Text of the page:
Project Management Theory and Methodologies

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Project Management Theory and Methodologies

Post  studyaids on Tue Sep 25, 2012 12:57 pm

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A project is a short term activity that has a definite start and end date that is used by an individual or an organization to meet certain goals and objectives that have been set to bring about some defined change. A project differs from the overall activities of the organization in that business operations are more permanent and long term in nature and they have a specific style of management that is meant to ensure the overall utilisation of resources to produce goods or services. Project management requires the utilisation of specific technical skills to ensure that the short term nature of the project has been met successfully. Project management involves the use of planning, controlling and managing activities to ensure that the project has been conducted in an effective and efficient way.

Projects and project management are not new concepts as they have been practiced since the beginning of early civilization and the industrial revolution. Historical structures and monuments in existence today have testified to the fact that project management played an important role in the creation and design of these structures. Up until the 1900s, projects were mostly managed by architects and engineers such as Sir Christopher Wren between 1632 and 1723, Thomas Telford (1757-1834) and Isambard Brunel (1806-1859). The concept began to take more shape in the 1950s when most companies decided to start applying project management tools and approaches to complex technical projects as well as engineering exercises. The field of project management was generally derived from civil engineering and construction disciplines as well as from military and defence projects because these activities incorporated the use of planning, monitoring and control during the project activities (Lock 2007).

Difference between Project Management and Operations Management
Operations management is the systematic approach that is used in the conversion of raw materials into usable and revenue generating outputs during the transformation process. It involves understanding the various issues that might arise during the transformation process by providing the appropriate measures to deal with these issues. Such measures include collecting the relevant data that is related to these issues through the use of scientific tools and approaches after which appropriate methodologies are incorporated in analysing the situation. The primary focus of operations management us to identify and develop appropriate approaches that will be used to analyse the various problems that arise during the transformation process (Mahadevan 2010).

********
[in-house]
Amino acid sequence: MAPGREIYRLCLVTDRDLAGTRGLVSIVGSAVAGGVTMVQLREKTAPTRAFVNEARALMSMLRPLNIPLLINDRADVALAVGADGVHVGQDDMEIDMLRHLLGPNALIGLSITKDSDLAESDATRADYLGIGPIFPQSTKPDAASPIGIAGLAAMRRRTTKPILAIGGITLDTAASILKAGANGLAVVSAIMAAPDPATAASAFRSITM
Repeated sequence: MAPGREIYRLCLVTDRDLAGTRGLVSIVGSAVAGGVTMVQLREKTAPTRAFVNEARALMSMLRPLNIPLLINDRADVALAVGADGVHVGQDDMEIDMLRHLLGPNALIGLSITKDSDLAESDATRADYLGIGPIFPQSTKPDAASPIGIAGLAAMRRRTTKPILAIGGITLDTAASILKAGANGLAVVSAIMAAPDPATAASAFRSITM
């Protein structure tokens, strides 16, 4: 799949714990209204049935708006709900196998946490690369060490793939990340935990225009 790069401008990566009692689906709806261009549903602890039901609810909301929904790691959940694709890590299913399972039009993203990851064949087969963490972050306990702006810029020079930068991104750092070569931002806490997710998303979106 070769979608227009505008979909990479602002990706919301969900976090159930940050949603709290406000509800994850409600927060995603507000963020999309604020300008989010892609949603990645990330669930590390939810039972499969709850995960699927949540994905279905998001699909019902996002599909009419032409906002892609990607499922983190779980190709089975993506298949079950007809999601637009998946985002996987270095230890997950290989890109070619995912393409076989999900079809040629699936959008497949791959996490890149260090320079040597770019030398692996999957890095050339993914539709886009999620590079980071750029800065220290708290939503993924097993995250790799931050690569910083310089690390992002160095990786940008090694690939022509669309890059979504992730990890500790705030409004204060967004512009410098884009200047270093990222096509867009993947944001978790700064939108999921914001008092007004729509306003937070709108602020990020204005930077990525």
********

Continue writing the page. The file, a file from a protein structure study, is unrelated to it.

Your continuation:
The main goal of conducting operations management within an organization is to ensure that the operating costs have been maintained at a minimum and the organization is able to obtain revenues and profits in excess of the various costs incurred during the business operations of the company. Operations management entails the development of performance evaluation systems that will be used by an organization to improve its operating systems and processes. An operating system is defined as a structure that incorporates the use if various process that are necessary in the conversion of raw inputs into finished products and commodities. Operating systems mostly incorporate the use of transformation processes that are used in converting inputs into useful outputs. The focus on operations management under such systems is to address the design, planning and control of the transformation process (Mahadevan 2010).
The major differences between operations management and project management usually emerge when analysing the various processes of an organization. One major difference between operations management and project management is the duration of the project activities. Activities that fall under operations management are more permanent in nature while those that fall under project management are short term or temporary in nature. The general view of projects is that they are temporary in nature while operations that fall under business activities are more permanent and repetitive in nature (Tonchia and Cozzi 2008).

Operations management establishes standard time durations for every business operation undertaken by a company and it also defines customer delivery times that are used by the company to deliver goods and services to the various consumer markets. Project management focuses on the duration of the project’s activities by setting definite time periods that will be used to complete the various stages of the project. Because the activities that are involved in project management are short term in nature, the time frame or duration is liable to changes depending on the project resources. The availability of capital as well as human resources determines whether the project will be completed within the defined time frame (Tonchia and Cozzi 2008). Another major difference is that project management deals with the maintenance of a specific project that has a definite start and end date as well as pre-defined tasks and resources that need to be utilised within that time duration. Operations management on the other hand deals with ongoing process management activities that are performed on a daily basis during the course of an organization’s operations. Activities that fall under operations management include technical support, trouble shooting and network management. Operations management ensures that the operations of the company are running smoothly while project management ensures that activities of the project are being performed appropriately (Tonchia and Cozzi 2008)